Tuesday, August 20, 2013

TIme flies, a long weekend goes by...

.... and then I get mastitis, in all its chills, sweats, and tender-areas glory.

And so it's been three weeks since I've posted.  I think that's a record!  Not one that I'm looking to beat, by any means.  In honour of breaking it, here is a post about - what else? - mastitis!

What is is? It is an inflammation of the breast tissue.  It can be bacterial OR non-bacterial.

How does it happen? Most typically it happens amongst breast-feeding moms, or more generally, lactating moms.  I came across a forum where one pregnant lady had it due to her colostrum*!  The milk ducts aren't cleared, the milk (or colostrum) sits there and irritates the breast tissue.

When does it happen? Usually in the first several weeks postpartum when the body is finding its rhythm for supplying milk to the newborn, especially in the first two week after the milk comes in due to engorgement.  It can happen at any time though; my personal experience is when my daughter began nursing less but my breasts were still producing the same volume of milk, so milk sat around and eventually led to irritation and (more!).

How is it prevented? By draining or nearly the breast of milk either with every feed or, if baby is drinking less, by pumping right after a feed.  This is also important to reduce the chances of engorgement.

What are the symptoms? Not all symptoms will appear, nor will they appear at the same time but I'd (unprofessionally) say if you have at least 3 of these, have your breasts checked out.  Those with **'s are ones I experienced.
- Itchy area(s) of the breast**
- Tender area(s) of the breast, likely corresponding with the itchy areas**
-  Redness or red streaks, likely corresponding with itchy/tender area**
- Swelling of the breast(s)
- Foul-smelling milk/change in milk odour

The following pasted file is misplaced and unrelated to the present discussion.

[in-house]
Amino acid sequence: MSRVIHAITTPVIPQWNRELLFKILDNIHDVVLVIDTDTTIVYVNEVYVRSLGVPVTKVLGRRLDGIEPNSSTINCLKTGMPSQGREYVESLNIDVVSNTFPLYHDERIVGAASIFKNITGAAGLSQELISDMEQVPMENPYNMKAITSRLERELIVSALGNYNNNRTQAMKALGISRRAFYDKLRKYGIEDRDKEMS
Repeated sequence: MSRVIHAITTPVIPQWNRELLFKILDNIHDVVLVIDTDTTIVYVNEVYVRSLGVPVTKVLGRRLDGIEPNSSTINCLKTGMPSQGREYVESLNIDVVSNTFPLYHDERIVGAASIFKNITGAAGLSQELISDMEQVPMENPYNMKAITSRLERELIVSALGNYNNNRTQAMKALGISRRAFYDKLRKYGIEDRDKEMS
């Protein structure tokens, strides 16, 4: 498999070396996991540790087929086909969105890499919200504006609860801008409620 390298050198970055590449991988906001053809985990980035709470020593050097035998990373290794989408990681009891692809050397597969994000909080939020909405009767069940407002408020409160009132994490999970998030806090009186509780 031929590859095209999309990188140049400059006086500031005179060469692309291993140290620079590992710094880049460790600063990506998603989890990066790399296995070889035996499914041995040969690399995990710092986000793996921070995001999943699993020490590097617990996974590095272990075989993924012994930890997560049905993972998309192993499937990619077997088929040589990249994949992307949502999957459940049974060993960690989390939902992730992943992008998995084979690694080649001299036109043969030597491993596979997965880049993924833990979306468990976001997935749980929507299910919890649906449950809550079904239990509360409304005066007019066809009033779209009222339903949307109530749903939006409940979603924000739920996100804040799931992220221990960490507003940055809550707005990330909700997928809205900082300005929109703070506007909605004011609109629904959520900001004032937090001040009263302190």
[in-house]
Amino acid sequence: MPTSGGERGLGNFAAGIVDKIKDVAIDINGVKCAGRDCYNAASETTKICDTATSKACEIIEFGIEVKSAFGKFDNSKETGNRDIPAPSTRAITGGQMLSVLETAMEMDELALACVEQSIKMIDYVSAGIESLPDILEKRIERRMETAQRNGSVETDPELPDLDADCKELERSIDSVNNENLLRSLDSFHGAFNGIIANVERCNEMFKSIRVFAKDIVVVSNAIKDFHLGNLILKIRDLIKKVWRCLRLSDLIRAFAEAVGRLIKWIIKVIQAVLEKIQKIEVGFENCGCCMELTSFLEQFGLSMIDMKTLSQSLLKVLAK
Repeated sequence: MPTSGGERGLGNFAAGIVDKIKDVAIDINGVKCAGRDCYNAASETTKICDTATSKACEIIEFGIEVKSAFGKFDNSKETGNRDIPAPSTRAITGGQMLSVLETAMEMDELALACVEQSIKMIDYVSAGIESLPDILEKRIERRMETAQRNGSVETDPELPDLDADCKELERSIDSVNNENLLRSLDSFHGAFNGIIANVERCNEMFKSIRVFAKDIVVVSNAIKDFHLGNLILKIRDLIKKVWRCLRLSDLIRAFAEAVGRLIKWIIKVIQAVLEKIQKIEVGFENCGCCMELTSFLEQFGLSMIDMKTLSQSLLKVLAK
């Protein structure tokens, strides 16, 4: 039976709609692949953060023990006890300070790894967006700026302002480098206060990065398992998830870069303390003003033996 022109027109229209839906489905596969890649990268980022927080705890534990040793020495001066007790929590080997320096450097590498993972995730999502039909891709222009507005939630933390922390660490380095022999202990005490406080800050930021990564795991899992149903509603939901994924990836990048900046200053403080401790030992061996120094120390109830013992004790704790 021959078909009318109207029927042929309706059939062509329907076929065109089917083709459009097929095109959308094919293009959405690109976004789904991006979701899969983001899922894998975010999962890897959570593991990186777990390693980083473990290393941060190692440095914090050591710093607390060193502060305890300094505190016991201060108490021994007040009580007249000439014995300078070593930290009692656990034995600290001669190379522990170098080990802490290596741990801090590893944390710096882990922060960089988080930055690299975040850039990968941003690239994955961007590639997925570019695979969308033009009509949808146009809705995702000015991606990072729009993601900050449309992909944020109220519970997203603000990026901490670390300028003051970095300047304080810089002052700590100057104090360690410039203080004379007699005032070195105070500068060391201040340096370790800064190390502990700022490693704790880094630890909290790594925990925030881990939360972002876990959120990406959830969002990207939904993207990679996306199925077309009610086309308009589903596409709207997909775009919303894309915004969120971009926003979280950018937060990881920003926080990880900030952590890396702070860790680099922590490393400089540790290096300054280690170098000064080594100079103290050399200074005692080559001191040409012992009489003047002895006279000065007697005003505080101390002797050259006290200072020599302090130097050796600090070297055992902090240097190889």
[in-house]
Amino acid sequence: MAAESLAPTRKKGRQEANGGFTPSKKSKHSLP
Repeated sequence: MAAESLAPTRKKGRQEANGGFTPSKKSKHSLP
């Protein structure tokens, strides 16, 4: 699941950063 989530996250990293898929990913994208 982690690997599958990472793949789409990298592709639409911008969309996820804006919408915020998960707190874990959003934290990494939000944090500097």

- Thicker texture of milk
- Pus or blood with milk
- Chills and/or sweat**
- Fever**
- Nausea**

How is it treated? Here are some short answers to this:
- REST! Straight to bed, nurse the baby in bed, only get up to clean up yourself, answer nature's call or eat.
- Massage affected area of breasts to encourage milk flow and unplug the milk ducts
- Massages best done in a hot bath or shower, or after/with a warm compress to the breast
- Take Advil to help with the pain and fever
- Use a cold compress after feeding to relieve pain/swelling
- Dress warmly
- If you're experiencing chills, SEE THE DOCTOR A.S.A.P.  This most likely signals a bacterial infection for which you will need antibiotics (that are safe for the baby).  The sooner this is treated, the better, otherwise you may experience an relapse (which I did!).

Now it's getting late and I'm not sure what else to post but I hope that's enough for readers to go on.  For more - and more in-depth - information on mastitis and plugged ducts, please check out this link at KellyMom.  Very useful site on all things breastfeeding!

I will post my experience on mastitis soon.  Stay well mommies!

* Liquid produced by mothers in the first week or so postpartum that is not yet milk but just what the newborn needs.  Don't let older folks tell you it's "water" and not to feed it to the baby!

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